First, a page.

Earphones rest in or just outside the ear canal, creating a tight seal to keep air out and sound in. Compared to other types of headphones, these are the most discreet ones you’ll find. Their small form-factor also makes them the king/queen of portability and the prime choice for athletes.
You’re not likely to find strong performers at the low-end of the price spectrum. Their sound delivery is generally muddled, lacking bass and overcompensating for that with harsh mids and highs. That said, it won’t cost you much money at all to find a value-packed option complete with inline controls and a microphone.
- Check out some of our other favorite models out here
While similar to over-ear headphones in appearance, they fit to your head a little differently. Instead of enveloping your ears with a soft cushion, on-ear headphones create a light, breathable seal around your ear. Thus, the noise isolation is much less effective than in-ear or over-ear options. This might be a dealbreaker for some, but there are big benefits to consider here.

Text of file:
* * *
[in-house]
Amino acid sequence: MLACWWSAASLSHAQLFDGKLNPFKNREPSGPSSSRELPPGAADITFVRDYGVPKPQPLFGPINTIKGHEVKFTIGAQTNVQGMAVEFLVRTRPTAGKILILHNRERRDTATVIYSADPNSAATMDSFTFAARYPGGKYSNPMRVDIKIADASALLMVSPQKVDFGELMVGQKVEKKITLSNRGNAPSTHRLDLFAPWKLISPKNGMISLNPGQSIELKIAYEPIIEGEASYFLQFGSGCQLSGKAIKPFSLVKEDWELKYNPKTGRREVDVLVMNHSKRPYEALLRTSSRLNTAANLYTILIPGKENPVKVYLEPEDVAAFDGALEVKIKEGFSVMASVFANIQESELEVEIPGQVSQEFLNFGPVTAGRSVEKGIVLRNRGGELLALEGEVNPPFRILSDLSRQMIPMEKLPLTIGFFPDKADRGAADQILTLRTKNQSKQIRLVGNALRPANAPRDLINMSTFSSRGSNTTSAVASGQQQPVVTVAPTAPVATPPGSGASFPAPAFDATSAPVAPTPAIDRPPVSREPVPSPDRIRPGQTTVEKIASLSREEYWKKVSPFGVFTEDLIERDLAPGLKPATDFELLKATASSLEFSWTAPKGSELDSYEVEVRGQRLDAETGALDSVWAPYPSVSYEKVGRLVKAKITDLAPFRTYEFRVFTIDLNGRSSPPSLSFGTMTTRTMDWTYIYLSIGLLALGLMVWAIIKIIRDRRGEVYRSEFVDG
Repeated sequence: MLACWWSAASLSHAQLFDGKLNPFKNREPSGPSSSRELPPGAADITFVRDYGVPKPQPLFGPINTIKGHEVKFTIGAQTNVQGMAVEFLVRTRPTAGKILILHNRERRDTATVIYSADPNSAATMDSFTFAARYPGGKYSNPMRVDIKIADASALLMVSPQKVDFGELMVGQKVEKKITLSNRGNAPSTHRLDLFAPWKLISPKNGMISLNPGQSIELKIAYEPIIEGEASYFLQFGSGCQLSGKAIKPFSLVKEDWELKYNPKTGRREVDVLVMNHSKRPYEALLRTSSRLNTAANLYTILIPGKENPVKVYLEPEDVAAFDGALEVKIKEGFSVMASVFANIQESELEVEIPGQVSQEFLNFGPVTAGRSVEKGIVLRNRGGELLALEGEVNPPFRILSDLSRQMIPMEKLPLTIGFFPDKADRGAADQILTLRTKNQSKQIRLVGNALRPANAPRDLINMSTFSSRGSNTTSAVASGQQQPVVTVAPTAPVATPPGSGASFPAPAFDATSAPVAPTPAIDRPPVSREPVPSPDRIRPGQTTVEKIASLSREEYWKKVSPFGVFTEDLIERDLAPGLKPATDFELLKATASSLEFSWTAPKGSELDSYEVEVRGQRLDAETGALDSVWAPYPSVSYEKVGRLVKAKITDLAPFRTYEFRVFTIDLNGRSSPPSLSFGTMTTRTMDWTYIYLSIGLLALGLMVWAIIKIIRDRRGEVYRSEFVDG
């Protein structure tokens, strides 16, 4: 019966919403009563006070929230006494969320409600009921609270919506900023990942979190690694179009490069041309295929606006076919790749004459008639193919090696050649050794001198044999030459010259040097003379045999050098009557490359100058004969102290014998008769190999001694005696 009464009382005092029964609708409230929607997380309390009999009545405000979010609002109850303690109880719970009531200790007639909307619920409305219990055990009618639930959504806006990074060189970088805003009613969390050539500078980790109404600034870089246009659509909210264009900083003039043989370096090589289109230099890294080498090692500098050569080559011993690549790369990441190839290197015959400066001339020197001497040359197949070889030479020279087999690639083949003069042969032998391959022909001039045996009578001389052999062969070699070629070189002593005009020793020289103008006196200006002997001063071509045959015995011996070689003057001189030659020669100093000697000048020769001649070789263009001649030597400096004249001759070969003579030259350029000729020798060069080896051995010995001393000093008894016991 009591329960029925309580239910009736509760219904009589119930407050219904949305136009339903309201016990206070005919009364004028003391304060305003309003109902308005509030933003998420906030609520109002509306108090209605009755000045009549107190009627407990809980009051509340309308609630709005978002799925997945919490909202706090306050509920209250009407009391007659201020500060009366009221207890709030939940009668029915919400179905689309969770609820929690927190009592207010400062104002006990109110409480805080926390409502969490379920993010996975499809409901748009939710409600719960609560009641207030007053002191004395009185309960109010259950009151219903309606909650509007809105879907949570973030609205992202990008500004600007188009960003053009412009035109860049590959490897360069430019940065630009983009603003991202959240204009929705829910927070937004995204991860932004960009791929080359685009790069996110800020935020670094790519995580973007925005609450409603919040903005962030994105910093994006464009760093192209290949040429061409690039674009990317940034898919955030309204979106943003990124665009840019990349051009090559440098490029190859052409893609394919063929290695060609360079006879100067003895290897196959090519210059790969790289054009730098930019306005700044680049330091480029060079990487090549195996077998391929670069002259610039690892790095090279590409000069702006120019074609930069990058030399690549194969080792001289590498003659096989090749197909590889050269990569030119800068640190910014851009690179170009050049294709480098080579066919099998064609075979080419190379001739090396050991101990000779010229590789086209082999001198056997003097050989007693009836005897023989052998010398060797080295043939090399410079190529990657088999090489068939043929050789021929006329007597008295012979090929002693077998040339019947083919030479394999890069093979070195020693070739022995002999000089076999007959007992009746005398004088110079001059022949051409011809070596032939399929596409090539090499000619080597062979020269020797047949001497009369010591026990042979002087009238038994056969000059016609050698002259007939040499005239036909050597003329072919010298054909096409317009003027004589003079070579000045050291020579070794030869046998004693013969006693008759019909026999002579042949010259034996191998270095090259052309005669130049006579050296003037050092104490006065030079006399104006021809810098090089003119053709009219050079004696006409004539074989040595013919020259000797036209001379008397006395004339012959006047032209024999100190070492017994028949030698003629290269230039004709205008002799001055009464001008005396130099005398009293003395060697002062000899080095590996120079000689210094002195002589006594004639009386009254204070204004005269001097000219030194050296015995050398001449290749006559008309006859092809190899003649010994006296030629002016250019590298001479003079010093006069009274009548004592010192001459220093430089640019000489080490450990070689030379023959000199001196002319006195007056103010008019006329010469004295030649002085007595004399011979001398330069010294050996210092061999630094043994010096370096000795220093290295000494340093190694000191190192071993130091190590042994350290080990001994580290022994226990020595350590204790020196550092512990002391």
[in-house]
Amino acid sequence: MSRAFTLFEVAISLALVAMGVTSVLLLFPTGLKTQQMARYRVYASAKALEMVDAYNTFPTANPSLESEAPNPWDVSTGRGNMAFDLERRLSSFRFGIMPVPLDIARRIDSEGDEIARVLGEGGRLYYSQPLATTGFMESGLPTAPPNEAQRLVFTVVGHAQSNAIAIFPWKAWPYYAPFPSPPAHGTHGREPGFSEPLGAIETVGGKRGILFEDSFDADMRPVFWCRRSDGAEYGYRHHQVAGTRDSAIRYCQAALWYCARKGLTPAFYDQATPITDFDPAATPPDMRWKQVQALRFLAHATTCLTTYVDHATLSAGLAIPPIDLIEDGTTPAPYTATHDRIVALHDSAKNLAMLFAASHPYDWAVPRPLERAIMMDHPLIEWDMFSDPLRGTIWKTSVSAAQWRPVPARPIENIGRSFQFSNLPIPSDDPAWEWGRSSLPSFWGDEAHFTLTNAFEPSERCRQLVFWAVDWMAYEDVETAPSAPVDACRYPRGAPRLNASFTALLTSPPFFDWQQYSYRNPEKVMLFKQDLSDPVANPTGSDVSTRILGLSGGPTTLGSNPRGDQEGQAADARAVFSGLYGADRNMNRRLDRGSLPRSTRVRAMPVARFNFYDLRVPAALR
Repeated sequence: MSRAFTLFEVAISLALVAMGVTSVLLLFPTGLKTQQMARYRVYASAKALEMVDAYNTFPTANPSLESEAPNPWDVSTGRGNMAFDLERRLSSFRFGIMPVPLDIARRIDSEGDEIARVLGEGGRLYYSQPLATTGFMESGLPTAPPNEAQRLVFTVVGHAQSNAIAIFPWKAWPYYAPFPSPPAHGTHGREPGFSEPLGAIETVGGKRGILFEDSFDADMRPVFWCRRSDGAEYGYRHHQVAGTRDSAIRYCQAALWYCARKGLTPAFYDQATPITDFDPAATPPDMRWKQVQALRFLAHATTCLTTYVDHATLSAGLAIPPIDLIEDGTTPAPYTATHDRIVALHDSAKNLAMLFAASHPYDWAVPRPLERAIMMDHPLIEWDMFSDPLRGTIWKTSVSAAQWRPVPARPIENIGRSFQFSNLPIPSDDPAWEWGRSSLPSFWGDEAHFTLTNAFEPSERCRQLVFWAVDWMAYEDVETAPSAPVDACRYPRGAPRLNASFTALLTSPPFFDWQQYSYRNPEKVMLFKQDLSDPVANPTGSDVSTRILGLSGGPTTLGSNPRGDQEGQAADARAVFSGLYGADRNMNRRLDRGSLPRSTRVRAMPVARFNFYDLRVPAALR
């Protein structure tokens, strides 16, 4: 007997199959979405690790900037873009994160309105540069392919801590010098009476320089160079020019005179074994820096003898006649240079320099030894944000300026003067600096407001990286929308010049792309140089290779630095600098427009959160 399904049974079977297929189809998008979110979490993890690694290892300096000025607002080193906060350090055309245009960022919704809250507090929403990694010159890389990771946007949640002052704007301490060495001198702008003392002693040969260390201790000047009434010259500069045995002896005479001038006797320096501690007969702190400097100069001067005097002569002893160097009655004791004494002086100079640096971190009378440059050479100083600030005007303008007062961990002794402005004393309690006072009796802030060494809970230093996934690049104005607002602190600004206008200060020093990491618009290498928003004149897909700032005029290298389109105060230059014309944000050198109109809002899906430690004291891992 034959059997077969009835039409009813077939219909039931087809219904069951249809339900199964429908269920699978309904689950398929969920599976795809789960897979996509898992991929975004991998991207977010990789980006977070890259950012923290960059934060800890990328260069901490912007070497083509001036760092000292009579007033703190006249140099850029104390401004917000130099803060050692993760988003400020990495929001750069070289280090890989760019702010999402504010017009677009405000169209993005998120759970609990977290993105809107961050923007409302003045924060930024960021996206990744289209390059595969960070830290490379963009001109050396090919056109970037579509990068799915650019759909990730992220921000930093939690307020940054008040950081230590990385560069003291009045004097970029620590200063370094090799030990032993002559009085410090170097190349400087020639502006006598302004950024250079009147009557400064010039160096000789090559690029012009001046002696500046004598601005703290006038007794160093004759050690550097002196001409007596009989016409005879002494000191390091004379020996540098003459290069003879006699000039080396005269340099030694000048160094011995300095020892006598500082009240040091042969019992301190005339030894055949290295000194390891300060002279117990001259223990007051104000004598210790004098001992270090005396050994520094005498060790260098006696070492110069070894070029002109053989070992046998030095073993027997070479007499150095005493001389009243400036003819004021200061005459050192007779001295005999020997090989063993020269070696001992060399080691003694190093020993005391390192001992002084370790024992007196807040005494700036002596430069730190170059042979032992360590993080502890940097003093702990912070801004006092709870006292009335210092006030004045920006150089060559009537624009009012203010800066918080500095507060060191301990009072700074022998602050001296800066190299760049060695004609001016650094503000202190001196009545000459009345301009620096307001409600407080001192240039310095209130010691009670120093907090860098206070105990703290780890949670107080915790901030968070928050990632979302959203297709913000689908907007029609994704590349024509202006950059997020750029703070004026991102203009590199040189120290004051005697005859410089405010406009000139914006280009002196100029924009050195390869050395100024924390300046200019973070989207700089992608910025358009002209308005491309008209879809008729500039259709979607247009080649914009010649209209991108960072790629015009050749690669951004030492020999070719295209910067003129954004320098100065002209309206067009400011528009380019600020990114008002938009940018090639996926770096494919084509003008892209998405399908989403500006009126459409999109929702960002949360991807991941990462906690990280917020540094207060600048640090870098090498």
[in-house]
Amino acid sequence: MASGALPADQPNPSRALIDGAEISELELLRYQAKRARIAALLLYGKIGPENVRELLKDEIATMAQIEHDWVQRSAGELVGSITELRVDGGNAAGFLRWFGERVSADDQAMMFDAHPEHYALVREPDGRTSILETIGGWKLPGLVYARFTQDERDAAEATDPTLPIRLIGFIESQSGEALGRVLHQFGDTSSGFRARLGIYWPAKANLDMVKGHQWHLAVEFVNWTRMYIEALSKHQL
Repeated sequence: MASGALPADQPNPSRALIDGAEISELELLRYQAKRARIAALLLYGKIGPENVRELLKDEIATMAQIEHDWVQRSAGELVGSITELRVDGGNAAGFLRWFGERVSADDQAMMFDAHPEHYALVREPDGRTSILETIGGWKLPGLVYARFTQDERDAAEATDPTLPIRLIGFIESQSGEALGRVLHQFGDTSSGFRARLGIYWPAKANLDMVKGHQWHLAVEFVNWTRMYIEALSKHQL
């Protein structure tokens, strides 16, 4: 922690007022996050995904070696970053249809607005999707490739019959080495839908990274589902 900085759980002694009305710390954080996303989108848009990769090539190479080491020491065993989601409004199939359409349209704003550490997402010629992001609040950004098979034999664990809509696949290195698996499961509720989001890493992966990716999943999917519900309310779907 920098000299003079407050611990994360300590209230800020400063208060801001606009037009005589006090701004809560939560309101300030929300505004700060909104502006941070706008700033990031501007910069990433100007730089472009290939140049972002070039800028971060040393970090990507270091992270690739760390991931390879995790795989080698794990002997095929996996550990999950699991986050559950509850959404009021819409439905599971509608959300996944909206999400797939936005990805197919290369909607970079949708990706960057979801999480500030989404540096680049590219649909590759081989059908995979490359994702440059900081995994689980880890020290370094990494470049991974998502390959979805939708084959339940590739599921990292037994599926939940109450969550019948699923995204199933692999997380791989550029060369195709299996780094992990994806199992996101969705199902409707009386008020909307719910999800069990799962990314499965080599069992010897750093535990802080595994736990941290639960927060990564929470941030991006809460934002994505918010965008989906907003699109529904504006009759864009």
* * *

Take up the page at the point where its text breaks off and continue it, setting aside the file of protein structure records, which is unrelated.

On-ear headphones are usually more portable than their over-ear brethren, and as such they appeal to travellers and the fitness crowd. Taking a walk or a jog around town is also safer, as you can hear traffic go by and be aware of potential hazards.
- Want to see more of our favorite picks?
This ear-muff style of headphone generally provides greater richness and depth of sound, which allows listeners to pick apart the instruments and sounds much easier. Additionally, over-ear, or circum-aural headphones, go around the ear and offer a generous amount of padding.
The price range for a set of on-ear headphones begins around $100 and from there, the sky’s the limit. For example, the Oppo PM-1, while excellent, are priced exorbitantly at $1,099. It’s definitely not necessary to spend that much. That said, you tend to get what you pay for.